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The Correct Way To Hold A Fire Sale


In life, there are buyers and there are sellers. In 2020, most things are sold via curbside pick up, so it makes complete sense that the awful 2020 Boston Red Sox are setting their talent on the curb waiting for the sellers to come pick it up.

On Sunday, the latest item taken off of Ron Roenicke’s menu was Mitch Moreland or as most know him: the Red Sox home run hitter. On the surface the visceral reaction is “Why would you trade a player like Moreland? He doesn’t make much money and when he’s in the line up (which isn’t frequent enough) he generally goes deep.”

But Moreland’s deal is up at the end of the season, which means you can either trade him and get some future assets or you can enjoy watching Moreland bludgeon a few more homers the next 26 meaningless games. Either way, if Moreland is to be the first basemen of the Boston Red Sox in 2021, it will require a new contract. (Yes, I’m saying there is a chance he could be back in Boston next year. Probably not a great chance, but a chance nonetheless.)

Trading Moreland serves the secondary purpose of giving Bobby Dalbec a pressure free 27-game trial of facing Major League pitching. This is the correct way build for the future: trade an asset that might be blocking the way of a younger talent and get something for them before they hit the open market. Rebuilding 101.

The incorrect way to have a fire sale is to trade players like Christian Vazquez. Vazquez is one of the best receivers in the game and his bat has come alive the last two seasons. Vaz is also under contract for two more seasons, making him a free agent at age 32, an age when catchers start to decline. The Red Sox are in position to get the prime years of a player that they developed, which is no longer the given that it was before the Mookie Betts trade.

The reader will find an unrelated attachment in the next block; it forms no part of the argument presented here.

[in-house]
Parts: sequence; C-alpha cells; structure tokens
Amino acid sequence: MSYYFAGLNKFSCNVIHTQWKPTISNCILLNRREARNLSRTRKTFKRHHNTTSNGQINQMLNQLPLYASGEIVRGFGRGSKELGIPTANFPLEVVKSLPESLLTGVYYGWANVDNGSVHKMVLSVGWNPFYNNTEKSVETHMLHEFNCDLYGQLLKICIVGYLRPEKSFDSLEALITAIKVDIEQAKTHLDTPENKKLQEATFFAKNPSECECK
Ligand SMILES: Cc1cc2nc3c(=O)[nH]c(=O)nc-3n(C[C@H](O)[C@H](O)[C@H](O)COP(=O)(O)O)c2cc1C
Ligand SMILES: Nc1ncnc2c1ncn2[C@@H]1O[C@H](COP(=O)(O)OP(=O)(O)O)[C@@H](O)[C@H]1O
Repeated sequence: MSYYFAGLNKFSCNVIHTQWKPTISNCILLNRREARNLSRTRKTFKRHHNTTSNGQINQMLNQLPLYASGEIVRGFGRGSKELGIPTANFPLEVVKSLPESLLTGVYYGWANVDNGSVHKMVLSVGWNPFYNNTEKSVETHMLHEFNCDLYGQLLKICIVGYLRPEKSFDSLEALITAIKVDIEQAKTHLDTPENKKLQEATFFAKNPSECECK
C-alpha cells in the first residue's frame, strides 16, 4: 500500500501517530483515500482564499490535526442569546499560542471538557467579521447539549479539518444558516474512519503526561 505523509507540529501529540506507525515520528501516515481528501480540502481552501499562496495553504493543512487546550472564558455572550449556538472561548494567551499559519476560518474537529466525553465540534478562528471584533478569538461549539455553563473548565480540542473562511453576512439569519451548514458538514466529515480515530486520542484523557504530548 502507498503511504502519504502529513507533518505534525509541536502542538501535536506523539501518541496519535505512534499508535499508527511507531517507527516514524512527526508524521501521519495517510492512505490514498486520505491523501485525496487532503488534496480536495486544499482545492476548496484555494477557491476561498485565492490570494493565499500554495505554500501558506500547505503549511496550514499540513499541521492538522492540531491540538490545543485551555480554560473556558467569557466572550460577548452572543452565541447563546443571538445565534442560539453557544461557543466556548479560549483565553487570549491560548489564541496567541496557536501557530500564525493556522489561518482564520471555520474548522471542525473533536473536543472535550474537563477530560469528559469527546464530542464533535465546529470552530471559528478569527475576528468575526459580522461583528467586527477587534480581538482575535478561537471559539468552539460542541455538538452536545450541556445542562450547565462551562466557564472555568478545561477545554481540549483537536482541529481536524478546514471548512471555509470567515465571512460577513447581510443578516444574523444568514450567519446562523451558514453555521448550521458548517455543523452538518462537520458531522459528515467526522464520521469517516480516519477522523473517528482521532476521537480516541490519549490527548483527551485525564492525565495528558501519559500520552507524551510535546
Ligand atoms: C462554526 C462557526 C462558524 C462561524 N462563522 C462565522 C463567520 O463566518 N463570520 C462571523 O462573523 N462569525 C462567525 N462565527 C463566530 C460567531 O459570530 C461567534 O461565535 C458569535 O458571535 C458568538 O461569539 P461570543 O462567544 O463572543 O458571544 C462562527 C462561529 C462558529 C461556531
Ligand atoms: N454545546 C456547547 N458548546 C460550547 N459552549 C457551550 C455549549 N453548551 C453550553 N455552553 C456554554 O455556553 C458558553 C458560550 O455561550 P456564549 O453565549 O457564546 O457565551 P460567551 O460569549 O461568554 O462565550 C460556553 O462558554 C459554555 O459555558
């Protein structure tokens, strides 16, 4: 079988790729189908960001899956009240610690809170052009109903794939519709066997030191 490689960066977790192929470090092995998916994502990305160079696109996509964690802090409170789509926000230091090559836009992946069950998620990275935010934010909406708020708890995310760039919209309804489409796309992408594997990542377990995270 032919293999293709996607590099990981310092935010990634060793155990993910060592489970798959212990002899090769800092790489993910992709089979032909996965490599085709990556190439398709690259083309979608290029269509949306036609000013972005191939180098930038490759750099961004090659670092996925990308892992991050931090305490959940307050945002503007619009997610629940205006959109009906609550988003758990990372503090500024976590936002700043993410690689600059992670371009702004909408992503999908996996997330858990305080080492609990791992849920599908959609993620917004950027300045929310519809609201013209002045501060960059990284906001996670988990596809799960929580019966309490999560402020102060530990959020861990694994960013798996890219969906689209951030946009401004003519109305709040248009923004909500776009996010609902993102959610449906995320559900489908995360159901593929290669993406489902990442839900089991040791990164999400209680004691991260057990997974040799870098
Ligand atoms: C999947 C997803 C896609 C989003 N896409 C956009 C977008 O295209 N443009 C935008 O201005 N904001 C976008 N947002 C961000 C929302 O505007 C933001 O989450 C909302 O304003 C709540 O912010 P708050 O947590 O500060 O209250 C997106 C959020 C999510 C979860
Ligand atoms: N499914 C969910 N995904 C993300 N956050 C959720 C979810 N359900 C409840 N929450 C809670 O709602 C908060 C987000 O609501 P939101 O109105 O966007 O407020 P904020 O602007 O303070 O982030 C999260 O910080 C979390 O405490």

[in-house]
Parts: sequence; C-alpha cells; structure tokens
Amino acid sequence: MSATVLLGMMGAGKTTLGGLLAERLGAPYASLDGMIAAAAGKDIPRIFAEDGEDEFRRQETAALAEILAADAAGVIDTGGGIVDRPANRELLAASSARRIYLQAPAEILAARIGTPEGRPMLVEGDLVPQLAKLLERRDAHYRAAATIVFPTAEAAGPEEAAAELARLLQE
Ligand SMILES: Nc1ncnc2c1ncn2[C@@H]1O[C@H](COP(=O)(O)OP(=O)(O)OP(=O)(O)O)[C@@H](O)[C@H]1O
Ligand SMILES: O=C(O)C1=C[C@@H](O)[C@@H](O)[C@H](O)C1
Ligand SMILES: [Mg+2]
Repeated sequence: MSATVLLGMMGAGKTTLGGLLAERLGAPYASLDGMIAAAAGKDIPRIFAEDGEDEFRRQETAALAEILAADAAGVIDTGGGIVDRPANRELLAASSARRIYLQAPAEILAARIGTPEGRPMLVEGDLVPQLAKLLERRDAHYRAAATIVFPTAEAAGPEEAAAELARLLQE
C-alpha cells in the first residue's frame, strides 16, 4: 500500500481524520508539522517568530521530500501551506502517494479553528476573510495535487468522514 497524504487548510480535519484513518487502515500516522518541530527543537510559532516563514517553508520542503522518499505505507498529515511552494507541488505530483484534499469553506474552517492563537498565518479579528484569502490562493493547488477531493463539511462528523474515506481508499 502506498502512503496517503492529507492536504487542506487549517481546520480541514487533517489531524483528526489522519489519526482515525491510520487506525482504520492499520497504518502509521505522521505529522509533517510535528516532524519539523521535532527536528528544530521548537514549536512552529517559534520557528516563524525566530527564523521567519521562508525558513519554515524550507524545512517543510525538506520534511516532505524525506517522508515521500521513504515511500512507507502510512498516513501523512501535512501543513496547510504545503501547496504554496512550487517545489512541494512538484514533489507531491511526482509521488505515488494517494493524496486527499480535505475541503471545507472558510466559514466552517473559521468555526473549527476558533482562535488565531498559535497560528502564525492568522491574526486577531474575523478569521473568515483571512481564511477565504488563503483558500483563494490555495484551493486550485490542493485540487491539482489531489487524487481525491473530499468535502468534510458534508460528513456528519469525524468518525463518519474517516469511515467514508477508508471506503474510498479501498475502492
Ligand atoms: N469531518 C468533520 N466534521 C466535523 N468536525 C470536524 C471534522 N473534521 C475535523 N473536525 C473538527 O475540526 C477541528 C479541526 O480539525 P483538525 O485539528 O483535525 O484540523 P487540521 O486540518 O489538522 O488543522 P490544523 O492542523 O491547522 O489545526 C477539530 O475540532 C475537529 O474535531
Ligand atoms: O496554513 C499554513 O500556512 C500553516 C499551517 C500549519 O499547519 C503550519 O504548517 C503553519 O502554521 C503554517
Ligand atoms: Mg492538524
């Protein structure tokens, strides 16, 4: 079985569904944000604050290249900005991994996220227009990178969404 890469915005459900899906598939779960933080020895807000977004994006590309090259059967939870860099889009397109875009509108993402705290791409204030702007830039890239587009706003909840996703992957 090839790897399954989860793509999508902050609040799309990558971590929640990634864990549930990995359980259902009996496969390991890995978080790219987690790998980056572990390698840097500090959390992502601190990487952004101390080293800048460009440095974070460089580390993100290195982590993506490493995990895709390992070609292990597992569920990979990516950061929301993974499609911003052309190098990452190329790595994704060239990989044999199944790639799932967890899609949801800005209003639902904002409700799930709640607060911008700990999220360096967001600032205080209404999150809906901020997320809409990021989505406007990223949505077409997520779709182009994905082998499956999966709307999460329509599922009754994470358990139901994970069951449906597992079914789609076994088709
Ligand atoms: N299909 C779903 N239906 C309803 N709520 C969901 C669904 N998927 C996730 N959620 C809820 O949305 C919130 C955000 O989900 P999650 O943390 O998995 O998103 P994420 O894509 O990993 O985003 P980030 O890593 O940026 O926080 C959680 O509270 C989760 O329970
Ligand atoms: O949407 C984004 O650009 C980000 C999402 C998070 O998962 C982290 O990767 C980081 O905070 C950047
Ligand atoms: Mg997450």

Not to mention, the Red Sox don’t have any other catchers, Jonathan Lucroy was a bust and Kevin Plawecki is well, Kevin Plawecki. (Don’t even ask about the farm system, which currently looks like pumpkins in December.)

Chaim Bloom said that no player is untouchable, while I understand the idea behind a statement like that, it’s not necessarily true. The 2020 Red Sox can trade anybody, except for 3 players:

Rafael Devers (Still on his rookie deal, the best young player in the organization.)

Xander Bogaerts (With Betts gone, Xander is the face of the franchise and signed through roughly the end of his career. You’ll never get enough in return to make dealing the cornerstone of a rebuild worth it.)

Christian Vazquez (Because catchers don’t grow on trees. Let’s try to develop, I don’t know, one legitimate big league pitcher before we tackle the thermonuclear-calculous-rocket science of player development that is grooming a major league catcher.)

While it’s disappointing initially to see guys like Moreland and Workman head of town, it makes sense for where the team is and where it needs to get to, to make moves like this. For an organization that never believes they’re rebuilding, trading any of the cornerstones of an organization that is on very shaky ground could set the franchise back for a decade.

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